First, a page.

Certain stones must be handled extremely carefully. Emeralds, pearls, and opals all are highly fragile, for instance, and they may easily splinter or break. Harsh cleaners and ultrasonic cleaning isn’t advised for these materials. Harder stones are able to withstand harsher cleaners: for example, diamonds are able to endure anything you toss at them, except an additional diamond. Usually, a packaged jewelry cleaner will indicate which stones it may be safely utilized with.
Also, metals are of issue. Silver easily films and tarnishes; therefore, using an acidic cleaner or soap may be a poor idea, as the cleaner might encourage tarnish or leave a residue. Gold is extremely soft; therefore, abrasive cleaners must be avoided with gold. Platinum is usually hardier, withstanding a broader array of cleaners. It is better to locate a jewelry cleaner that’s labeled as safe for use upon the metal utilized in your jewelry, in order to make sure the metal won’t be damaged.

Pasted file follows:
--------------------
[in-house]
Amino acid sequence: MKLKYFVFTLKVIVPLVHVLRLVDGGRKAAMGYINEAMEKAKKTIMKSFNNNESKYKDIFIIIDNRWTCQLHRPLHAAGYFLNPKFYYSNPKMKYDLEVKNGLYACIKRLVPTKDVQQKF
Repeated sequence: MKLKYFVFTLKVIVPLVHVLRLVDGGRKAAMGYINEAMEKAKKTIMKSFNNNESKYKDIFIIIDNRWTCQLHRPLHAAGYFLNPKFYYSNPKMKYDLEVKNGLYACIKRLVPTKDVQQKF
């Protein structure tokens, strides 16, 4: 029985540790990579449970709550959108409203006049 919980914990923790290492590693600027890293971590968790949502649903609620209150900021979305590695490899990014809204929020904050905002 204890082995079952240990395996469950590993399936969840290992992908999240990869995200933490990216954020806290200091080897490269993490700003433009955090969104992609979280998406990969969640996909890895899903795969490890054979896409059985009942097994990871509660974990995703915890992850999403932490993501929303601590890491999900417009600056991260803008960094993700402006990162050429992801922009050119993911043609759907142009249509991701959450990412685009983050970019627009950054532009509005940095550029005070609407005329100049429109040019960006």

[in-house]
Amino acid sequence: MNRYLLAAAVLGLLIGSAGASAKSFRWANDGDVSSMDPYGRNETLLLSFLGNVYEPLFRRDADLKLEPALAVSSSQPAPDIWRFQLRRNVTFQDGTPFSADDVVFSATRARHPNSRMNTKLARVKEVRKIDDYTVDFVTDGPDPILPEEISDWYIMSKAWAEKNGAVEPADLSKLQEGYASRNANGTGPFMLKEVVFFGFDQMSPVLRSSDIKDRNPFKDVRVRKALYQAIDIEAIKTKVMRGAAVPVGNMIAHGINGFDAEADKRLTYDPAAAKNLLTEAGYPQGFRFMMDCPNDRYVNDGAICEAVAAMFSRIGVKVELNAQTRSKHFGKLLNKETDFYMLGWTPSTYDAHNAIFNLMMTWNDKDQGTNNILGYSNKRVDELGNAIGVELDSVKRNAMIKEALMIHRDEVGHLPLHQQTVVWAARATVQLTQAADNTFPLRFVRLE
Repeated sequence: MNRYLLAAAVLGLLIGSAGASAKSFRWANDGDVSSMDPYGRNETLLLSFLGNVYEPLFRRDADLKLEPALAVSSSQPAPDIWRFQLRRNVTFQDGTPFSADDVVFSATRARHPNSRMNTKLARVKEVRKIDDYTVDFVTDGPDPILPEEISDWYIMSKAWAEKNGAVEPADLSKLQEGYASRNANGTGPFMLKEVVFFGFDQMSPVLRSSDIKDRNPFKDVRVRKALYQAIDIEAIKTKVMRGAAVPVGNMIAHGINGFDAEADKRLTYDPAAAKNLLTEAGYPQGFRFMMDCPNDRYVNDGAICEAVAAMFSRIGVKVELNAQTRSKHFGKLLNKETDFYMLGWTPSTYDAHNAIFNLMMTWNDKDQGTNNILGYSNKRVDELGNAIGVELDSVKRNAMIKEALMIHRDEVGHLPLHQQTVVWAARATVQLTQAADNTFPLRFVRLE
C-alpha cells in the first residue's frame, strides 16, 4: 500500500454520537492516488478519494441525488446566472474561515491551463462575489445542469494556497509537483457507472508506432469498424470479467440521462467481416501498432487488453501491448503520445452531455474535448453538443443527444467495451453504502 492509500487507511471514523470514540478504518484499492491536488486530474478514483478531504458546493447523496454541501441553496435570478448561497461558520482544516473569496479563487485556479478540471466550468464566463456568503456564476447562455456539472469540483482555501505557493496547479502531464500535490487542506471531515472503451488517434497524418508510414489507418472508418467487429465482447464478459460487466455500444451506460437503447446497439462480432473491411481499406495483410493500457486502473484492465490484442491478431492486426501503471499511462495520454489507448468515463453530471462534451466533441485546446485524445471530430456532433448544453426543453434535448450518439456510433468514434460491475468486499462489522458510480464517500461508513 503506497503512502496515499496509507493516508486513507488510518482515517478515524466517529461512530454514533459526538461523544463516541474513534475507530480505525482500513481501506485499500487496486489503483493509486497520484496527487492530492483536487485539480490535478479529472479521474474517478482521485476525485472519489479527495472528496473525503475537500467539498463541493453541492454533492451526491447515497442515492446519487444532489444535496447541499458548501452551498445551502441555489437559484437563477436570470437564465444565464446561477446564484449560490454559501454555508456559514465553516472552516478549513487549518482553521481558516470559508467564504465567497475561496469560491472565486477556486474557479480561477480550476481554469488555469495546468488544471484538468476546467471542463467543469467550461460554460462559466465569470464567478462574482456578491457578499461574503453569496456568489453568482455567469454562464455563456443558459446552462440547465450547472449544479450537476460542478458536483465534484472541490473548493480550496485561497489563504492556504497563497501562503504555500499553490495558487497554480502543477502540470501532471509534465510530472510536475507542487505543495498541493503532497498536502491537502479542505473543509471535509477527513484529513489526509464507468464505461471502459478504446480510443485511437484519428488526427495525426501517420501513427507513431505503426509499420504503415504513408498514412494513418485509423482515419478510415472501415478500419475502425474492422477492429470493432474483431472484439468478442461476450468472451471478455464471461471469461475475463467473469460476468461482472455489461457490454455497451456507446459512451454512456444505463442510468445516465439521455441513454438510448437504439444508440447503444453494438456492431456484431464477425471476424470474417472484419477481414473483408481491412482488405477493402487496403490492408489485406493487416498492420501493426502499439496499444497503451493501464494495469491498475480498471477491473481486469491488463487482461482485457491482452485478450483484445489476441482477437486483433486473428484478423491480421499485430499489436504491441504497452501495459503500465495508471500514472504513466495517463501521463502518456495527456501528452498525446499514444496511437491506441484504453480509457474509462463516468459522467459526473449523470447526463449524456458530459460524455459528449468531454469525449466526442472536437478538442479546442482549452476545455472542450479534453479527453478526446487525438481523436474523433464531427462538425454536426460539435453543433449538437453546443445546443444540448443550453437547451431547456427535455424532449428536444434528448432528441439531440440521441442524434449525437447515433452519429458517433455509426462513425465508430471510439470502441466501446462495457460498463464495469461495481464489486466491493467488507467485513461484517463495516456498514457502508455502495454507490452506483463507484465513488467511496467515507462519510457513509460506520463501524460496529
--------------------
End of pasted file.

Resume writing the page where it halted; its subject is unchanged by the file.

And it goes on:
Carefully handling jewelry within the process of cleaning also is important. Some stones might crack if they’re jarred in their settings, particularly if they’ve been heated, and other ones break down if they frequently are exposed to sunlight, and become highly fragile with repeated wear. Other ones, like opals, don’t appreciate getting wet, and might dull or cloud as exposed to water.
If you are not certain about the materials utilized in the jewelry, you might want to avoid the use of a jewelry cleaner. Utilize a gentle cloth to softly buff the stones and jewelry, and if it’s badly soiled, think about taking it to an expert who’s able to assess the circumstances and decide the best cleaner and course of action to take. You also can ask a jeweler for cleaning advice to make sure your jewelry lasts for years.